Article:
Manuscript March: Casual Text

There’s an old Ella Fitzgerald song that goes:

Say, it’s only a paper moon
Sailing over a cardboard sea
But it wouldn’t be make-believe
If you believed in me

Do you know the one? Is it now stuck in your head forever? Sorry. It spontaneously played in my brain today because I have a version that I sing when I cull text from my thesis. It goes:

It was only an afternoon
Writing sentences on a screen
So why does it make me grieve
When words are cleaved from me?

I call this The Dirge of Deletion. It is my tearful refrain every time I have to cut precious paragraphs from my thesis.


Why is it so hard to say goodbye to text? What I’m deleting is literally digital shapes. I’m not losing blood, or limbs. No one I love will be harmed by the deletion. I will not become poor, or hungry, or even mildly inconvenienced by cutting text. The labour that created these words has long been over.

Ah, now we’re getting somewhere. The labour.

Once, long ago, I worked hard to create those words. “This paragraph is not just a paragraph,” I tell myself, “it was once my afternoon!” This is why editing is so painful to me. If I cut that paragraph, then I know that the afternoon I spent carefully crafting it could have been spent at the movies.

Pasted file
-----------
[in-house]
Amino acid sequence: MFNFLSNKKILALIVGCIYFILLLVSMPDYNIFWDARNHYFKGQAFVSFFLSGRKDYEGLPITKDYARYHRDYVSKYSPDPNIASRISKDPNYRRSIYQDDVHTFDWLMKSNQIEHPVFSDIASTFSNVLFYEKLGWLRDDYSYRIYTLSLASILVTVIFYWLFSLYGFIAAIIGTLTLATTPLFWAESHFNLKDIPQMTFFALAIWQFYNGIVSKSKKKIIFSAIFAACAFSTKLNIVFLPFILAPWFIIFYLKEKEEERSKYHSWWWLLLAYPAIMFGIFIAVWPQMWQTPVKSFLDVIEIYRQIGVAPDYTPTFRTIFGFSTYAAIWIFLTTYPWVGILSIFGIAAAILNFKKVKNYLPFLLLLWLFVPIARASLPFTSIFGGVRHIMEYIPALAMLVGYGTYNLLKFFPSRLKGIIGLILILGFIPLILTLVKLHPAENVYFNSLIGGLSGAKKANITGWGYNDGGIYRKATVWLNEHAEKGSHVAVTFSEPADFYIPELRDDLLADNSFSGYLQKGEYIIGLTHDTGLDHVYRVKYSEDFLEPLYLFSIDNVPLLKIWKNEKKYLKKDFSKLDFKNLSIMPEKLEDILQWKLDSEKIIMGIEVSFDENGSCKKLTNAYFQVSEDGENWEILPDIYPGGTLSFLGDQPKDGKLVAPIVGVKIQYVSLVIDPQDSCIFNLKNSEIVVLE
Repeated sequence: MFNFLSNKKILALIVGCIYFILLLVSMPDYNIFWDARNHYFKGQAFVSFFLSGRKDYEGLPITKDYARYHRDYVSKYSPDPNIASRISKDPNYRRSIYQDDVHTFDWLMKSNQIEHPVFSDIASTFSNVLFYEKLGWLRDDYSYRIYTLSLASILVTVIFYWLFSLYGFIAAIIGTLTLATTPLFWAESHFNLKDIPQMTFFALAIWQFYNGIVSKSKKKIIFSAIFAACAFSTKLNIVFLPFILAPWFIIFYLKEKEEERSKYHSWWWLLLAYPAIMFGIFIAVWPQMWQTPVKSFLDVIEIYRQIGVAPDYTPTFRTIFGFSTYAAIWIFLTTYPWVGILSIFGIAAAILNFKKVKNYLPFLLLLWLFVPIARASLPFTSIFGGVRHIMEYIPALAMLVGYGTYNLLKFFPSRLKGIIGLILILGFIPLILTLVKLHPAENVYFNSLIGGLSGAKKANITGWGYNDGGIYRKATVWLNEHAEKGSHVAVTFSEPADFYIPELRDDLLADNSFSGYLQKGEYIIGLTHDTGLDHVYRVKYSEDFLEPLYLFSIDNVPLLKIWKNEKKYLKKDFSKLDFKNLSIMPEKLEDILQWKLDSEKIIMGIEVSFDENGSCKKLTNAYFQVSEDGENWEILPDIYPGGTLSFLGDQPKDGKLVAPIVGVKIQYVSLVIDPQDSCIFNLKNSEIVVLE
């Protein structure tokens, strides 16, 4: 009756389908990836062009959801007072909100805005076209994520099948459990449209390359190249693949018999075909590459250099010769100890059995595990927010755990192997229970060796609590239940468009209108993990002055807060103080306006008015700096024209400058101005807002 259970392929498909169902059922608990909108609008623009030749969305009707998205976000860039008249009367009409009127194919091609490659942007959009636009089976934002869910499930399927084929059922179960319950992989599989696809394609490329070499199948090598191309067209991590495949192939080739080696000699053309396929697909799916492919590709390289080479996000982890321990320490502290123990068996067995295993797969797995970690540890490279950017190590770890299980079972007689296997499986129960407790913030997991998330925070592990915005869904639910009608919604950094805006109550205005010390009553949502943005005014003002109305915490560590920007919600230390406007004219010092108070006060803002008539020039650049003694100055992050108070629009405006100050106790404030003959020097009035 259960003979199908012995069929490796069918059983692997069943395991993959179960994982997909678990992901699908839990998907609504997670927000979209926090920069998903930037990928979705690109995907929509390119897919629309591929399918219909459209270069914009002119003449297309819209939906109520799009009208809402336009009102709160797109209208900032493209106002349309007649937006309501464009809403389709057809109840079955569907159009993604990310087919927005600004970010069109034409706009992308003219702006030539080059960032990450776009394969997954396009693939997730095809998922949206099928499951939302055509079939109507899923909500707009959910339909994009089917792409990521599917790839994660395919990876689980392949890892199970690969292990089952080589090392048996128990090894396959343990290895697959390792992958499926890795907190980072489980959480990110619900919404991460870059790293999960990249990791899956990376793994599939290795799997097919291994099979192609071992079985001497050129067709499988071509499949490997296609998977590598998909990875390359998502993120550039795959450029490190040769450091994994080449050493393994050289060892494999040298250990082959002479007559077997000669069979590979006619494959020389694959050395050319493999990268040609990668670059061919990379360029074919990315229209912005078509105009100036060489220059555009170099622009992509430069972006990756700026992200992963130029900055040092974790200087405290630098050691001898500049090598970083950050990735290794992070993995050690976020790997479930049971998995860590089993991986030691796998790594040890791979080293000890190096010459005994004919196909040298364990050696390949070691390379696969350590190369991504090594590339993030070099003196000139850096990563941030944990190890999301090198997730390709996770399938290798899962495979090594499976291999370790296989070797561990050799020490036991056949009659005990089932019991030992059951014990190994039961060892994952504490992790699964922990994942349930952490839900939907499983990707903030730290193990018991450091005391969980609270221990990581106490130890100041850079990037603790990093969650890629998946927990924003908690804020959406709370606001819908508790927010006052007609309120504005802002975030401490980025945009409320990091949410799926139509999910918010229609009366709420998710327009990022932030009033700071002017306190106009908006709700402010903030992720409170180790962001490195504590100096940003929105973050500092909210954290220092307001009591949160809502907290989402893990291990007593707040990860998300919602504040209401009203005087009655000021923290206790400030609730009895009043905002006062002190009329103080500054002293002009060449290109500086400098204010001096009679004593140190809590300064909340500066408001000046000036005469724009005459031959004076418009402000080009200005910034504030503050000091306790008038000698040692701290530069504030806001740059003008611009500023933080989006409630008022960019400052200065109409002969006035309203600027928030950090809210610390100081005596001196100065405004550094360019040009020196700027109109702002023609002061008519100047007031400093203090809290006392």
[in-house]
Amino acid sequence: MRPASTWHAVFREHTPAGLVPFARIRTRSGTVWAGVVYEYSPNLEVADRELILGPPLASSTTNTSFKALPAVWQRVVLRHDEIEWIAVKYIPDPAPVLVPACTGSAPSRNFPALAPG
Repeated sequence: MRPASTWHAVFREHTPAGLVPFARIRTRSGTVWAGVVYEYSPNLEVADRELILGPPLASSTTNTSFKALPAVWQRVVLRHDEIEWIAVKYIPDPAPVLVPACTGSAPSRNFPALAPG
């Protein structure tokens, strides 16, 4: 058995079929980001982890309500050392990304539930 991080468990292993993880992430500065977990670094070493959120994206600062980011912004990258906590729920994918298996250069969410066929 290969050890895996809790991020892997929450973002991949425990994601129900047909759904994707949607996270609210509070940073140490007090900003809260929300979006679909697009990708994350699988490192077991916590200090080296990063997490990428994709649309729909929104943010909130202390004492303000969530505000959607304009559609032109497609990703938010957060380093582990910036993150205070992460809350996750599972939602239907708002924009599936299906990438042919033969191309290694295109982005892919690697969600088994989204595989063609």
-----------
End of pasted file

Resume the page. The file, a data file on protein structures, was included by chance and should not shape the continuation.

No judgements.

Economists might call my afternoon of work a “sunk cost.” I’m not going to get that time back, no matter how much or how little I delete. It is irretrievable. (And in fact, that’s not a bad thing because all writing is a learning experience, even if the text is deleted.) But I can prevent future costs by cutting my losses. If a particular section is not a good investment, I can stop spending my time on it and get rid of it. After all, these are only words. Deleting a few should not be a big deal.

In fact, I’ve decided that I’m completely in favour of casual text.

I’ll write it quick, in dark offices, and forget it by the morning. I won’t get too attached to any particular paragraphs. If I see a sentence with its syntax all unravelled, it’s sayonara from me.

One day, I’ll be ready to commit to a draft. When that day comes, I can ensure my text is worthy of the commitment. But in order for that day to arrive, I have to be free to ditch whatever isn’t working for me.

Today, I’ve writ it and quit it. The section that was lagging has gone. Tomorrow, I’ll write something even better to take its place. But tonight? Well, I do still have Sharknado 2 on DVD…

About Anaise Irvine

Dr Anaise Irvine is the Editor of Thesislink and leads the Researcher Education and Development team at Auckland University of Technology. Her PhD research analysed how contemporary films and novels represent genetic engineering as a social justice issue. These days she works with researchers at all levels to improve their research skills, and the most obscure of her own research skills is being able to turn novels into phylogenetic trees!

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